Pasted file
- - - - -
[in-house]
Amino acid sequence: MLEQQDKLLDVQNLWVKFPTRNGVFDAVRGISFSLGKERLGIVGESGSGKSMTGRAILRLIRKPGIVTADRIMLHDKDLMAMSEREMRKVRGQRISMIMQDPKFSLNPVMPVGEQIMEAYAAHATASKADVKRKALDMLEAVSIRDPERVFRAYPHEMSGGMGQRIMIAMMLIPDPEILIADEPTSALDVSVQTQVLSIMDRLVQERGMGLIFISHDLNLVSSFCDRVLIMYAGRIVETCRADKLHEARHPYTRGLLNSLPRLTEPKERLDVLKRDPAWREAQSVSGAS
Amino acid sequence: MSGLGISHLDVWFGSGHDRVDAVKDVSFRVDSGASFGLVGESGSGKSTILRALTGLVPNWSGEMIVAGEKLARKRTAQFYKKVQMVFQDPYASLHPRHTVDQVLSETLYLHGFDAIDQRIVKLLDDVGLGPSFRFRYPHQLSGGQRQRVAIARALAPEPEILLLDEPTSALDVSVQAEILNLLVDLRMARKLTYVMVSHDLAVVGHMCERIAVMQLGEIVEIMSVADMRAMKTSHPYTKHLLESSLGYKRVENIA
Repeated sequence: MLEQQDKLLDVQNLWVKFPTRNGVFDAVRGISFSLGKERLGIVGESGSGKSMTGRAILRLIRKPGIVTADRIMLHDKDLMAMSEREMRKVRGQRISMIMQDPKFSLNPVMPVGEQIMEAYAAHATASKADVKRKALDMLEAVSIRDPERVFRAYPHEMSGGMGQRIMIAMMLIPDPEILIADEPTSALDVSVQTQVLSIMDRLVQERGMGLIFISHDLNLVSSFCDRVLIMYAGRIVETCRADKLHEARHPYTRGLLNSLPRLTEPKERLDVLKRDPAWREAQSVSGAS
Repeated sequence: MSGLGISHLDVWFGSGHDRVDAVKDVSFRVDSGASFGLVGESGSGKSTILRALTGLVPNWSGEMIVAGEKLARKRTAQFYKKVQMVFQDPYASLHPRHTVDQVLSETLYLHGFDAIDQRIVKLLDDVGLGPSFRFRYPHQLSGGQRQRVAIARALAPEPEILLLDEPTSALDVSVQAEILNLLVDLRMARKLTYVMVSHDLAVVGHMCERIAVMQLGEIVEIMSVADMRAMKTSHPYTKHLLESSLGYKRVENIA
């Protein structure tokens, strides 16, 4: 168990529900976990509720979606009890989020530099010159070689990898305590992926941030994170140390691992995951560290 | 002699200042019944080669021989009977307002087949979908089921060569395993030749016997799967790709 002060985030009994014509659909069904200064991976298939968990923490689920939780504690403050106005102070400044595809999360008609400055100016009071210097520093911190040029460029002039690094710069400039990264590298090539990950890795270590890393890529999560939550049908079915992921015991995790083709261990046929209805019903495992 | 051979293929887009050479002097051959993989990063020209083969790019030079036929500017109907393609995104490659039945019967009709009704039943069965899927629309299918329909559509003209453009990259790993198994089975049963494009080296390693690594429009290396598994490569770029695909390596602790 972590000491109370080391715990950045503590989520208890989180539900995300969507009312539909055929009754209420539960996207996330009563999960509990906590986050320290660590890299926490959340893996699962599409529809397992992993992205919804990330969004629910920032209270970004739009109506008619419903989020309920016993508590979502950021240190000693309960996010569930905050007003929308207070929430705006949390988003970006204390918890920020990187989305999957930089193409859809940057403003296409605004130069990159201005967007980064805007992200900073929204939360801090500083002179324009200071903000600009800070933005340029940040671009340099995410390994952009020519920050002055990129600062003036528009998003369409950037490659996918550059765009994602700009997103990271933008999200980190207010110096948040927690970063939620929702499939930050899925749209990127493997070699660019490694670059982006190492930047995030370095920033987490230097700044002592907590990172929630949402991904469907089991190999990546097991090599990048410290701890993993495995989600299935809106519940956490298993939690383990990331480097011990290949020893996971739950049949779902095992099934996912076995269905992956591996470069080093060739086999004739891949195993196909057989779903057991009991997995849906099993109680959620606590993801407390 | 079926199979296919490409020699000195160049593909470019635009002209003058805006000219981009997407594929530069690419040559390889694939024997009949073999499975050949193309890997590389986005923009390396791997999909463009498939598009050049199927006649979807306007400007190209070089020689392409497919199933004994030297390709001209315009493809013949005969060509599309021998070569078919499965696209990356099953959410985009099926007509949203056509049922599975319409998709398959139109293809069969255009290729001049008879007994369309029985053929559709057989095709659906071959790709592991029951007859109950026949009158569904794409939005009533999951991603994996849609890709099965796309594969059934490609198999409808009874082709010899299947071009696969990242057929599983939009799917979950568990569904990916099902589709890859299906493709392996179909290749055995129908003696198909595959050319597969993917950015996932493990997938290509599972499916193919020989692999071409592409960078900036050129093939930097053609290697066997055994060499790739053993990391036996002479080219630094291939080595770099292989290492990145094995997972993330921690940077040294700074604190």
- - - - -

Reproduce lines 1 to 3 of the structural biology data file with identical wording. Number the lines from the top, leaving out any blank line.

[in-house]
Amino acid sequence: MLEQQDKLLDVQNLWVKFPTRNGVFDAVRGISFSLGKERLGIVGESGSGKSMTGRAILRLIRKPGIVTADRIMLHDKDLMAMSEREMRKVRGQRISMIMQDPKFSLNPVMPVGEQIMEAYAAHATASKADVKRKALDMLEAVSIRDPERVFRAYPHEMSGGMGQRIMIAMMLIPDPEILIADEPTSALDVSVQTQVLSIMDRLVQERGMGLIFISHDLNLVSSFCDRVLIMYAGRIVETCRADKLHEARHPYTRGLLNSLPRLTEPKERLDVLKRDPAWREAQSVSGAS
Amino acid sequence: MSGLGISHLDVWFGSGHDRVDAVKDVSFRVDSGASFGLVGESGSGKSTILRALTGLVPNWSGEMIVAGEKLARKRTAQFYKKVQMVFQDPYASLHPRHTVDQVLSETLYLHGFDAIDQRIVKLLDDVGLGPSFRFRYPHQLSGGQRQRVAIARALAPEPEILLLDEPTSALDVSVQAEILNLLVDLRMARKLTYVMVSHDLAVVGHMCERIAVMQLGEIVEIMSVADMRAMKTSHPYTKHLLESSLGYKRVENIA